The city has authorized the sale of $2.5 million in debt in 2019 for three major projects, about one-fourth of what it borrowed last year.

Mayor Luke Diaz and some alders have talked openly and repeatedly over the past year about reducing debt. Much of the difference between the 2019 and 2018 debt issuance has been that 2018 contained the last part of a multiyear, multijurisdictional project rebuilding County Hwy. M and a deal with the Verona Area School District involving a $4.5 million contribution to infrastructure around the school.

This year’s general obligation bonds, which came in at what financial adviser Ehlers labeled a true interest rate of 2.058 percent over 15 years, were for a new ladder truck and equipment for the fire department, street improvement projects and the design of the public works facility.

Bonding in 2017 was $8.4 million, and in 2016 it was $8.6 million. Each of those years contained outlays of several million dollars for the M project, the bike and pedestrian plan and downtown street and streetscape upgrades.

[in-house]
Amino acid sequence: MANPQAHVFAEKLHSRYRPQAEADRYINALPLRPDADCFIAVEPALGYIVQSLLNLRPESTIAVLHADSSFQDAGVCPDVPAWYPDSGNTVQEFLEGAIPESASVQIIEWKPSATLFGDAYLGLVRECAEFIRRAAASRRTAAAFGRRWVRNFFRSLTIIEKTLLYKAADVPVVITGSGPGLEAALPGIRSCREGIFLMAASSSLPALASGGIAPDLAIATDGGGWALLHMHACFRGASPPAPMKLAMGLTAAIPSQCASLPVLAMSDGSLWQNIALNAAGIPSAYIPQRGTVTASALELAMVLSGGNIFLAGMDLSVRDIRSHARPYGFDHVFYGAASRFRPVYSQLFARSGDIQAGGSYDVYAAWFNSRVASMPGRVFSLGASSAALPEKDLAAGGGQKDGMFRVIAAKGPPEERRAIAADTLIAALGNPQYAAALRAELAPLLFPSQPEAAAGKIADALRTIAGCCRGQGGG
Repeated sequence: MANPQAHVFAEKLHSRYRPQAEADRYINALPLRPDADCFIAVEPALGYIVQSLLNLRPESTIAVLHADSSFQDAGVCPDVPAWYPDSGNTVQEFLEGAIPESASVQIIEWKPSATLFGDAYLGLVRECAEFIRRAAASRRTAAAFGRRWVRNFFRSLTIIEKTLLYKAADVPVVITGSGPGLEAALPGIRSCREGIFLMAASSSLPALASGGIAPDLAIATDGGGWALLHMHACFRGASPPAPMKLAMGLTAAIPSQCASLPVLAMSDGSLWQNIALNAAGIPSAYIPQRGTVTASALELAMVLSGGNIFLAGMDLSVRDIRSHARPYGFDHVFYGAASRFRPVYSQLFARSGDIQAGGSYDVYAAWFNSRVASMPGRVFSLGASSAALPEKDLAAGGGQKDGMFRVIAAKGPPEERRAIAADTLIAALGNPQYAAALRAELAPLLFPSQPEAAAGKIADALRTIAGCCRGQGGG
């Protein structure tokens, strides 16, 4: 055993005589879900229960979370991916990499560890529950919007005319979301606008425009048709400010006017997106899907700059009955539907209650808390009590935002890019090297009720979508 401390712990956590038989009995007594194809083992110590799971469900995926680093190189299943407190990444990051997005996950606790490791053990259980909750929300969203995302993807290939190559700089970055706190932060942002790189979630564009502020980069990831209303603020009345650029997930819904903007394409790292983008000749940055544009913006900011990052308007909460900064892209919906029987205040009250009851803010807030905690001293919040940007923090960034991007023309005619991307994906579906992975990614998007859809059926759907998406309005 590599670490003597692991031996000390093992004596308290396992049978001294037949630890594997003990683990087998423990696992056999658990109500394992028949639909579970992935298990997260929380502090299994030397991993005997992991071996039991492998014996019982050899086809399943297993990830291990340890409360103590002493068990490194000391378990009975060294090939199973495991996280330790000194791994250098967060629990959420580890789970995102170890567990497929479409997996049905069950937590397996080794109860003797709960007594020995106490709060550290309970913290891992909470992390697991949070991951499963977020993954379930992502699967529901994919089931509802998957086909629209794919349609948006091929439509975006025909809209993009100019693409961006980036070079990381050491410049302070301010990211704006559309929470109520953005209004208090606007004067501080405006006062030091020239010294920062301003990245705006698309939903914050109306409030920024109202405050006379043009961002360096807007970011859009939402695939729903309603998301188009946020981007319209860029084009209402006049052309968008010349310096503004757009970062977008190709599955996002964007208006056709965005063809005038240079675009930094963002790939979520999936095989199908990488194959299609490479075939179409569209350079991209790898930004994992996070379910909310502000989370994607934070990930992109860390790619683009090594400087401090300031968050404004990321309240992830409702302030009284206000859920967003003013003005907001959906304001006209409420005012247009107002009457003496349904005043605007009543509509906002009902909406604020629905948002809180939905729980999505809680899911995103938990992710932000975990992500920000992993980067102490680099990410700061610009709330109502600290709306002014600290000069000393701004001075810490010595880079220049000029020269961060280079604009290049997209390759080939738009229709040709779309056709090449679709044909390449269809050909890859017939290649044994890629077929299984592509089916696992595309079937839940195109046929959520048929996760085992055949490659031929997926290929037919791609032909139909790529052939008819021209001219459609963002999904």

The city also reduced its debt load for annual street maintenance by close to a million dollars each year starting with 2018, when the Epic tax-increment finance district closed.

The city’s bond rating of AA2 was the same as it has been for many years. Ald. Evan Touchett (Dist. 4) asked Ehlers representative Todd Taves whether the city could improve that rating and whether it would be worth it.

“Continued growth in tax base and moderation of your debt” is how, Taves said to the first part of the question.

To the second part, he did not encourage going all-out to improve the city’s bond rating to aa1, such as Fitchburg has, because it’s “not a huge dollar amount.” Instead, he said, continuing to follow sound financial policies eventually will lead to an upgrade.

He noted one mark against Verona is the high concentration of tax base from a single taxpayer, Epic.

Email Verona Press editor Jim Ferolie at